Skin cancer is the most common form of cancer in the United States. While death rates from melanoma have been stable or falling because of advancements in treatment and diagnosis, the number of new cases of skin cancer has been rising steadily for decades. Cases of melanoma, one of the most common and deadly forms of skin cancer — doubled in the United States between 1982 and 2011. The annual cost of treating skin cancers was $8.1 billion from 2007 to 2011, more than twice the annual cost in the previous five years.
According to the National Cancer Institute, there will be an estimated 91,270 new cases of melanoma and 9,320 deaths from the disease nationwide in 2018, compared to 65,647 new cases and 9,128 deaths in 2011. A number of geographical variables can change the risk of skin cancer considerably. According to a statement emailed to 24/7 Wall St. by the US Environmental Protection Agency, because UV radiation is stronger the less atmosphere it must travel through, the risk of increased exposure is higher closer to the equator, in the summer, and around noon.
More risks in higher place
In addition, according to the EPA: “the higher you are in the mountains, the less atmosphere there is between you and the sun, and UV exposure risk is higher the greater the elevation. Local factors also come into play, as clouds or trees might provide some shade from UV rays, but water, glass buildings, or white sand can reflect UV rays and increase people’s total UV exposure.”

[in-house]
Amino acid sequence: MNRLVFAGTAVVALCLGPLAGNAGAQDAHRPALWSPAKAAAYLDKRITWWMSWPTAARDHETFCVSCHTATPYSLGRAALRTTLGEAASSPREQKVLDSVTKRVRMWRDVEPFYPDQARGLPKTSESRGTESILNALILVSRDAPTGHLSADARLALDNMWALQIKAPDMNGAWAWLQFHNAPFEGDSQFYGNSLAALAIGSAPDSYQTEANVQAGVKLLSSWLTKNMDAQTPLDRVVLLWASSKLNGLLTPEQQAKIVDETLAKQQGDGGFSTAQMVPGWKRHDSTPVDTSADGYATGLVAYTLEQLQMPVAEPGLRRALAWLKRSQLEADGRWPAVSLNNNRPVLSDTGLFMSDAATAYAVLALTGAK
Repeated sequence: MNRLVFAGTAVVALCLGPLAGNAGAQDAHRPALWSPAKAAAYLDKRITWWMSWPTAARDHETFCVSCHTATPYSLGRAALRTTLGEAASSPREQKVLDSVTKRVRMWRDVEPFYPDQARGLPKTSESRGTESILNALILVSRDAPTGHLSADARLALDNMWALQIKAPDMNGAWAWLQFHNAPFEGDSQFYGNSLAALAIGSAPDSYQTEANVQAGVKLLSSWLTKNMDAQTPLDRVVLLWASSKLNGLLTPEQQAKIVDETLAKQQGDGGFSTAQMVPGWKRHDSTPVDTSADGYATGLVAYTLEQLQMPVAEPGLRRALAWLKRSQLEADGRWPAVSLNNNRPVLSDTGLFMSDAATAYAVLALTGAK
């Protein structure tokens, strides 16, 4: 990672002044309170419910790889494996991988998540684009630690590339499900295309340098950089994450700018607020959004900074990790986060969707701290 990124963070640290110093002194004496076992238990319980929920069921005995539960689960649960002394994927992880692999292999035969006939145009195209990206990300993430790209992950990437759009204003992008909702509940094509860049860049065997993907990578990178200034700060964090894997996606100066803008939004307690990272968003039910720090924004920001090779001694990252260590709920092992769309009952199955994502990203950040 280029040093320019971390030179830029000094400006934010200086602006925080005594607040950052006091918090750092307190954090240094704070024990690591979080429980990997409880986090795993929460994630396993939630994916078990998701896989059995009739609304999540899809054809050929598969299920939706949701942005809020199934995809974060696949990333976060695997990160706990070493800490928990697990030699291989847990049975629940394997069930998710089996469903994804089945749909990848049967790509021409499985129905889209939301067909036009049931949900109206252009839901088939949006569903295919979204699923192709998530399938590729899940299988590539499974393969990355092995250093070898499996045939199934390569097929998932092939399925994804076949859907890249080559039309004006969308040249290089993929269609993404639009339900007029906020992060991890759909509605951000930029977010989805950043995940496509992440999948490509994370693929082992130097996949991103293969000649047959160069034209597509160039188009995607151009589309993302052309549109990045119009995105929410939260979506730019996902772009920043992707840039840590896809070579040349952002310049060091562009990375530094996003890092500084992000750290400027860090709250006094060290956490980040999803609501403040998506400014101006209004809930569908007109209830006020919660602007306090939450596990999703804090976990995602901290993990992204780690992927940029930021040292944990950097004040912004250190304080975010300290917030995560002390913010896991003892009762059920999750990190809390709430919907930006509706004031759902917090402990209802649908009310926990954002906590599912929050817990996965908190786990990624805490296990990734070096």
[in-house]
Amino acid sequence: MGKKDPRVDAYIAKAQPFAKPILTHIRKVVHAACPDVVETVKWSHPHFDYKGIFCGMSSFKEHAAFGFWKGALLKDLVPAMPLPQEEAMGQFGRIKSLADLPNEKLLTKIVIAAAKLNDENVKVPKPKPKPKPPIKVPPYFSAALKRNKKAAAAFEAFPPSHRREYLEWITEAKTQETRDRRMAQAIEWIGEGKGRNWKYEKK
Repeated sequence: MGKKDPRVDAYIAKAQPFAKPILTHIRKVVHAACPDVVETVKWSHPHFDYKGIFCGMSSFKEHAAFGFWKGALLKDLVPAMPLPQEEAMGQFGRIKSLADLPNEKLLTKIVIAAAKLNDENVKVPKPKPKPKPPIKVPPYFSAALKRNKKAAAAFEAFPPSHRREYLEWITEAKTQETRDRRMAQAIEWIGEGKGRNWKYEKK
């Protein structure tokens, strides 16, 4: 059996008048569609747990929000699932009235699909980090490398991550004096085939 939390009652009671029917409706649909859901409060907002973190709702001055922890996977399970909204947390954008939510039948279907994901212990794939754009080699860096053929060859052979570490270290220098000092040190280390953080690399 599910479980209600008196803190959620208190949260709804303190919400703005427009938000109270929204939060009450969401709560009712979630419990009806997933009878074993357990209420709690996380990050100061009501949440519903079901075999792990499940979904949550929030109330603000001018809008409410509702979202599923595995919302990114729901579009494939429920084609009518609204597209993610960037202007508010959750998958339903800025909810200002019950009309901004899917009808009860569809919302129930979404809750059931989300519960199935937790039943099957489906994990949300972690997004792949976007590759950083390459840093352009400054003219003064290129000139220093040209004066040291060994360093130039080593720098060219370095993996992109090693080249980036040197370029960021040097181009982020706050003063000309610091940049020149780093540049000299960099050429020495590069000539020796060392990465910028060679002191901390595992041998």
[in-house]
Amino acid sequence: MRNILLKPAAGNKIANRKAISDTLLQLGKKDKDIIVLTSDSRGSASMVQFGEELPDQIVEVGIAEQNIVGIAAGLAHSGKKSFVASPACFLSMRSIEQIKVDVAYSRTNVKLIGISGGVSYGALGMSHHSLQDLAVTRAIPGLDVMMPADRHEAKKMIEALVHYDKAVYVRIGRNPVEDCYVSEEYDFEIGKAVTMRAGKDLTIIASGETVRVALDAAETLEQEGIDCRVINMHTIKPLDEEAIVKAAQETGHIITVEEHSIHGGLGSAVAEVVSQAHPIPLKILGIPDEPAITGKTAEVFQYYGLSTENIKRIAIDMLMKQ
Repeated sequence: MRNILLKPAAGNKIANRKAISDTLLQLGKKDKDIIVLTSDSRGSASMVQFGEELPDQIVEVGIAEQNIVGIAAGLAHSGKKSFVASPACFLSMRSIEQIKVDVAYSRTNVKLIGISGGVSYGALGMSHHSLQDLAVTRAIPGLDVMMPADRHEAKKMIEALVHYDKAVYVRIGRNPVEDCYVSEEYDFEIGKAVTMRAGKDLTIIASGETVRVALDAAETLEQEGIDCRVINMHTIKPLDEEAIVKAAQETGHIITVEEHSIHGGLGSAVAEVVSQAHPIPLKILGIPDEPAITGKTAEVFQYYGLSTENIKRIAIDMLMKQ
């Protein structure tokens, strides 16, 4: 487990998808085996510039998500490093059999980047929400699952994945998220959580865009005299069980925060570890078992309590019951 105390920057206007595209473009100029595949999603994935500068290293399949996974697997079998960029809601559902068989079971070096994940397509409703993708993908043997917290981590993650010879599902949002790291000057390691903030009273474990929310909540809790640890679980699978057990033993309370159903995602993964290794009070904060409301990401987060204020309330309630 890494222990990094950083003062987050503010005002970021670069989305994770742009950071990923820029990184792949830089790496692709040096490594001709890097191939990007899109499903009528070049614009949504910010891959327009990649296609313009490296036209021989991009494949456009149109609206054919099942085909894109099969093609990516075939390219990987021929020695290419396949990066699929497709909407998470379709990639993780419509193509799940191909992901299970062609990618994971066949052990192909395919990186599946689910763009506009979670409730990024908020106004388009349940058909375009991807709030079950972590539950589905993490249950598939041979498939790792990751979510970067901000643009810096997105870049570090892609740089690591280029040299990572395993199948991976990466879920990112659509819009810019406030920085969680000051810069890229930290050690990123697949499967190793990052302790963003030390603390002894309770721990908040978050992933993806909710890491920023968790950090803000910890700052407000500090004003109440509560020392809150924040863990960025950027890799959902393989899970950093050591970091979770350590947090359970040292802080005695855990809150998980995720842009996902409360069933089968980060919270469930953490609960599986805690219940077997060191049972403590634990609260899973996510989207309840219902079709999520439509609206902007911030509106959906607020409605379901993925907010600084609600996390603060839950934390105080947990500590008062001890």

The incidence of melanoma varies between states. To determine which states have the highest rates of melanoma, 24/7 reviewed data from the Centers for Disease Control and Prevention. While geographical variables can affect UV levels, different factors contribute to a state’s melanoma rate. Because more than 90% of melanoma cases are diagnosed in non-Hispanic whites, states with larger shares of light-skinned residents tend to report a greater incidence of melanoma. Nine of the 10 states with the highest rates of melanoma have populations with higher proportions of white residents than the nation as a whole. This is true for only four of the 10 states with the lowest rates of melanoma.
Exposure to ultraviolet light from the sun, particularly to the point of sunburn, increases the risk of melanoma. However, sunny, Southern states do not have higher rates of melanoma. This could be attributed to greater awareness in sunny areas to the risks and to how residents protect themselves from the sun, rather than how much time they spend in sunlight. For example, residents living in cloudier areas may not use sunscreen as much as a resident living in sunny areas, even though the majority of the ultraviolet radiation penetrates the clouds.
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